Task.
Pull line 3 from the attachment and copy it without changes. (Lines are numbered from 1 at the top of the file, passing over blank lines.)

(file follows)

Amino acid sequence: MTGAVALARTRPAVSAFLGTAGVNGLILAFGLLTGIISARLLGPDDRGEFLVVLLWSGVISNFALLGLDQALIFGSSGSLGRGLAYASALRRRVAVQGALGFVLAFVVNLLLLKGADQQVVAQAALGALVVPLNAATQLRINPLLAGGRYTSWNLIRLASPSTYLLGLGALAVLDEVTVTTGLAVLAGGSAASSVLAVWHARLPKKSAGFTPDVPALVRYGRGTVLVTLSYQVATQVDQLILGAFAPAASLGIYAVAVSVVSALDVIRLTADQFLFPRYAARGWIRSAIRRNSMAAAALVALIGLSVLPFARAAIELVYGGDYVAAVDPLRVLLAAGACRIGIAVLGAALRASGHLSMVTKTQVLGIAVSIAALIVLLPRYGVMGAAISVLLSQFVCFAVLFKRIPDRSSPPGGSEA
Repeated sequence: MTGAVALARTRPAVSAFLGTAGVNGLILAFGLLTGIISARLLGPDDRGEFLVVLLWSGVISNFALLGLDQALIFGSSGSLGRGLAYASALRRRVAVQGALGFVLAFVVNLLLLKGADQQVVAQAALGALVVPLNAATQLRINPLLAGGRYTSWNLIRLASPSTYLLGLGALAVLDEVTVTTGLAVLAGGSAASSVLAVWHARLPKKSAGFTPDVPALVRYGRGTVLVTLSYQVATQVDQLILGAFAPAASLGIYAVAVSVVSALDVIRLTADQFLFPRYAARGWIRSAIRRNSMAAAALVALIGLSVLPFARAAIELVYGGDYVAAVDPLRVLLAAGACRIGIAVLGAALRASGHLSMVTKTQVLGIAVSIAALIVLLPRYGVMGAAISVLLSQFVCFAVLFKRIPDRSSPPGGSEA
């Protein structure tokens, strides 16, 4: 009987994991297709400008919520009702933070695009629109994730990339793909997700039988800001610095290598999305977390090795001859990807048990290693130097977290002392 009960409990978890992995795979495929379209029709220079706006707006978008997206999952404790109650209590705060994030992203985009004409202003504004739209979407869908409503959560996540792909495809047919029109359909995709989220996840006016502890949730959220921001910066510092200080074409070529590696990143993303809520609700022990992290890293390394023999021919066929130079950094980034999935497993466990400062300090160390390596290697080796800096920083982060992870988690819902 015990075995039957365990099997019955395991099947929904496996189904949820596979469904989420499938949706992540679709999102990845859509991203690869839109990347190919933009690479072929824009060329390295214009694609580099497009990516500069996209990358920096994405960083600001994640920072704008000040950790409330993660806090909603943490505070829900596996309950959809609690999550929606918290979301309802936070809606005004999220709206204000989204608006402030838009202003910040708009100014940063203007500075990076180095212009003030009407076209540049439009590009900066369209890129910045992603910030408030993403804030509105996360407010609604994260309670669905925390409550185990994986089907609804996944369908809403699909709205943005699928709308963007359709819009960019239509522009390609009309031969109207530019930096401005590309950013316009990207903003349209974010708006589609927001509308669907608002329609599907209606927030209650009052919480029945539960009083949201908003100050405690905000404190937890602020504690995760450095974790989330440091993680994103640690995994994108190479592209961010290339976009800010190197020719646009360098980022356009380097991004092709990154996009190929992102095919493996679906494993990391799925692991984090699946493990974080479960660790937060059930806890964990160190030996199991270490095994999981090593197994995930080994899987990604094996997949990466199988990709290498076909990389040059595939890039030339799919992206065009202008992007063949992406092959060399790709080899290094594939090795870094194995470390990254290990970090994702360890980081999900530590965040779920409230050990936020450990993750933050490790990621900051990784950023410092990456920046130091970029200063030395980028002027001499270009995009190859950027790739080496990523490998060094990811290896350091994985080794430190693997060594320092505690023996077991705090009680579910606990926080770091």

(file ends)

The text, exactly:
């Protein structure tokens, strides 16, 4: 009987994991297709400008919520009702933070695009629109994730990339793909997700039988800001610095290598999305977390090795001859990807048990290693130097977290002392 009960409990978890992995795979495929379209029709220079706006707006978008997206999952404790109650209590705060994030992203985009004409202003504004739209979407869908409503959560996540792909495809047919029109359909995709989220996840006016502890949730959220921001910066510092200080074409070529590696990143993303809520609700022990992290890293390394023999021919066929130079950094980034999935497993466990400062300090160390390596290697080796800096920083982060992870988690819902 015990075995039957365990099997019955395991099947929904496996189904949820596979469904989420499938949706992540679709999102990845859509991203690869839109990347190919933009690479072929824009060329390295214009694609580099497009990516500069996209990358920096994405960083600001994640920072704008000040950790409330993660806090909603943490505070829900596996309950959809609690999550929606918290979301309802936070809606005004999220709206204000989204608006402030838009202003910040708009100014940063203007500075990076180095212009003030009407076209540049439009590009900066369209890129910045992603910030408030993403804030509105996360407010609604994260309670669905925390409550185990994986089907609804996944369908809403699909709205943005699928709308963007359709819009960019239509522009390609009309031969109207530019930096401005590309950013316009990207903003349209974010708006589609927001509308669907608002329609599907209606927030209650009052919480029945539960009083949201908003100050405690905000404190937890602020504690995760450095974790989330440091993680994103640690995994994108190479592209961010290339976009800010190197020719646009360098980022356009380097991004092709990154996009190929992102095919493996679906494993990391799925692991984090699946493990974080479960660790937060059930806890964990160190030996199991270490095994999981090593197994995930080994899987990604094996997949990466199988990709290498076909990389040059595939890039030339799919992206065009202008992007063949992406092959060399790709080899290094594939090795870094194995470390990254290990970090994702360890980081999900530590965040779920409230050990936020450990993750933050490790990621900051990784950023410092990456920046130091970029200063030395980028002027001499270009995009190859950027790739080496990523490998060094990811290896350091994985080794430190693997060594320092505690023996077991705090009680579910606990926080770091």